Owl Rock Capital: Preparing Initial Public Offering
Owl Rock is a non-traded BDC, managed by Owl Rock Capital Advisors, LLC.
We’ve attached both the latest 10-Q and the draft Prospectus.
Join The Club
If Owl Rock successfully completes the IPO, the number of public, yield oriented BDCs we track will increase to 46.
(That number will increase to 47 if and when FS-KKR Capital complete their plan of combining several of their non-traded BDCs into a new public vehicle alongside already public FSK).
In anticipation of the Owl Rock IPO, the BDC Reporter had a quick look at the BDC’s latest 10-Q and draft Prospectus.
Here are a few key highlights from this very preliminary review to introduce readers to the new public BDC player:
Owl Rock “is a Maryland corporation formed on October 15, 2015”.
From March 2016, the BDC began private offerings of equity capital from investors to fund investing activities.
According to the Prospectus, on June 4, 2019, the BDC delivered a capital drawdown notice to their investors relating to the sale of approximately 103,340,061 shares of common stock for an aggregate offering price of $1.58 billion.
The sale is expected to close on or around June 17, 2019. Upon completion of this capital call, the investors will not have any remaining undrawn capital commitments.
The proposed ticker symbol on the NYSE will be ORCC.
Owl Rock is based in New York.
The BDC has already announced its first dividend as a public company, should the IPO go ahead.
For the quarter ended September 2019, the dividend will be $0.31.
In addition, the BDC announced a series of smaller “Special” distributions totaling $0.38 through the end of 2020.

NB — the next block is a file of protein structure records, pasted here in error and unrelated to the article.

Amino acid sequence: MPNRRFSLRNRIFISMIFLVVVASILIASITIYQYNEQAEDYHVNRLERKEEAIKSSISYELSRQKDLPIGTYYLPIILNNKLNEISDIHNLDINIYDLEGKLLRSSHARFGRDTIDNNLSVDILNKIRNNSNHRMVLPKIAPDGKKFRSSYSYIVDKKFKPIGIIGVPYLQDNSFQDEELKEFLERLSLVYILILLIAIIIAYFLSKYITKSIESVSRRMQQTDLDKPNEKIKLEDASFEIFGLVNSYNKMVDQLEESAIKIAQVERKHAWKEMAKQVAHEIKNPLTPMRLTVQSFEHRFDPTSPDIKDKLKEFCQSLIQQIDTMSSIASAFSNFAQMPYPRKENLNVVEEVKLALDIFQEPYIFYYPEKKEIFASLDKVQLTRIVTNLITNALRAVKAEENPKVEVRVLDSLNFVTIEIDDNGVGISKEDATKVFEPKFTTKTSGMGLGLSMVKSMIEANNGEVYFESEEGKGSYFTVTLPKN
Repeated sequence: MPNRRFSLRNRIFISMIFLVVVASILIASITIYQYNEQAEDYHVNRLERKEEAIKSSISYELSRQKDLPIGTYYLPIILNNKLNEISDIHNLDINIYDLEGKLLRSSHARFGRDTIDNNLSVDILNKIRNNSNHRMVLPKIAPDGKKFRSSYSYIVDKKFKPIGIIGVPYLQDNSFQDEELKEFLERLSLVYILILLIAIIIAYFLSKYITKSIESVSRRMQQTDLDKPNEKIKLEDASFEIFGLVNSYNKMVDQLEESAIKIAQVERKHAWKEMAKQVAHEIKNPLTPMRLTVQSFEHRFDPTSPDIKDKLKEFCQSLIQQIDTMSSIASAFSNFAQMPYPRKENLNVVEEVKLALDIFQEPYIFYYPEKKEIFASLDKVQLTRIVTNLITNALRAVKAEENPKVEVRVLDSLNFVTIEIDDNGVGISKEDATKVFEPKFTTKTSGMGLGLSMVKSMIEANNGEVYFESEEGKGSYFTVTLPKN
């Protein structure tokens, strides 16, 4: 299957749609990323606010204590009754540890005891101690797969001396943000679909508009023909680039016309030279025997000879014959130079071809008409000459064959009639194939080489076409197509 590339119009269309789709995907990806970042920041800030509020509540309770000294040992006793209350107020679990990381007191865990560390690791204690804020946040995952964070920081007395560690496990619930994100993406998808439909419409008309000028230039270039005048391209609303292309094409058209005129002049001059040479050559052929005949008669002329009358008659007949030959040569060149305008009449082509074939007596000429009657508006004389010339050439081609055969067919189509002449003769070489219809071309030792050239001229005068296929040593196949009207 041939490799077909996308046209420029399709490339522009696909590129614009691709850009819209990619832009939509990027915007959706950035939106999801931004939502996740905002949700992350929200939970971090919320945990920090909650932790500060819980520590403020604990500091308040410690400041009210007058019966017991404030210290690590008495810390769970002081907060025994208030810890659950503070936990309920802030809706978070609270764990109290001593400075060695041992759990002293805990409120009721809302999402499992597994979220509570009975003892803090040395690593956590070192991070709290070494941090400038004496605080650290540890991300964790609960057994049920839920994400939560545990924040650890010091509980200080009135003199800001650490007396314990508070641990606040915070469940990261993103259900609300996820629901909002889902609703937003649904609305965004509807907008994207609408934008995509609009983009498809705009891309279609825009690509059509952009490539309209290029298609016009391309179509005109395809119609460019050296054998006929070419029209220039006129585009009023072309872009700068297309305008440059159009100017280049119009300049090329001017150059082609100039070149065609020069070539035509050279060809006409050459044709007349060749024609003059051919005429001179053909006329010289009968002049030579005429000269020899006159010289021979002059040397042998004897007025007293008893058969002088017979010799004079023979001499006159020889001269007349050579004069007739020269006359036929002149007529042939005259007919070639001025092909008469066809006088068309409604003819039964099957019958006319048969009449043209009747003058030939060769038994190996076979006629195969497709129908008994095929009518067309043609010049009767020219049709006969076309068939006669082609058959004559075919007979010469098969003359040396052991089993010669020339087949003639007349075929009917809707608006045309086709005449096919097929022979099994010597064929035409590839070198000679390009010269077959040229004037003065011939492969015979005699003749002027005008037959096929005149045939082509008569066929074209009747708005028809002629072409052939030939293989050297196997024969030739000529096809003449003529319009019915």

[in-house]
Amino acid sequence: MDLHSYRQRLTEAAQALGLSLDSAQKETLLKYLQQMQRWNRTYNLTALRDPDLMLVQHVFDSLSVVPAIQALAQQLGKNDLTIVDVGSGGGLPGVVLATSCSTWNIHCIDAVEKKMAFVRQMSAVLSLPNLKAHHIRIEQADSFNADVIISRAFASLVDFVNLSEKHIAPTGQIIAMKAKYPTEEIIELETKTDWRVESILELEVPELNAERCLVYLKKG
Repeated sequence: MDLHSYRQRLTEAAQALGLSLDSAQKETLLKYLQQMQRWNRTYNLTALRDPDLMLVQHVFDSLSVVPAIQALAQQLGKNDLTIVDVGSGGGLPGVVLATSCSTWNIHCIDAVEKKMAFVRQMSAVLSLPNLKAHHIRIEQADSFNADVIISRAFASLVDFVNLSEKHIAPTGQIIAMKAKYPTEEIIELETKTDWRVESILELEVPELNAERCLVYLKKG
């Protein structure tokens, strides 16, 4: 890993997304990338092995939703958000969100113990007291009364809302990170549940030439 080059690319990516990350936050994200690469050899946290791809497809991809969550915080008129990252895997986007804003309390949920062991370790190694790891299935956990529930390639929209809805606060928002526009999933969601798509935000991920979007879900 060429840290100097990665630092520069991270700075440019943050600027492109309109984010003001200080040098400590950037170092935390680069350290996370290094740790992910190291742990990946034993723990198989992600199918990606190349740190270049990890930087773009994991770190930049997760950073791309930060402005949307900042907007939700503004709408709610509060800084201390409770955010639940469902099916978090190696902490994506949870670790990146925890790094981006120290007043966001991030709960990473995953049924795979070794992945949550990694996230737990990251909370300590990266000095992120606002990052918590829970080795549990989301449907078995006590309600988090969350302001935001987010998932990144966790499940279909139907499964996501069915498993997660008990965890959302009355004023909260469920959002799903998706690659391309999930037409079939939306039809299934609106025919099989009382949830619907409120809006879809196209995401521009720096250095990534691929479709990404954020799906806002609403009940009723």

See the Prospectus for all the details.
That’s an unprecedented approach for a new BDC, especially one without any capital gains.
As of June 2016, according to its 10-Q, the new entity had $0.5bn in assets.
In the most recent 10-Q for the quarter ended March 31, 2019 total assets had increased to $7.0bn
Total net assets were $4.1bn and total debt was $2.8bn.
NAV Per Share has increased from $14.23 in mid-2016 to $15.26.
Owl Rock is almost exclusively a lender, with investment assets 98% invested in first lien, second lien and subordinated debt.
(The bulk of the remaining assets are dedicated to a Joint Venture (the “JV”) with the Regents Of the University of California called Sebago Lake LLC.
The JV is itself exclusively invested in loans, principally senior in nature).
Only $11mn of the close to $7bn in Owl Rock’s portfolio is invested in non-income producing equity in two companies.
According to the 10-Q, the new BDC targets what we describe as upper middle market companies, with an average EBITDA of $80mn and average revenues of $455mn.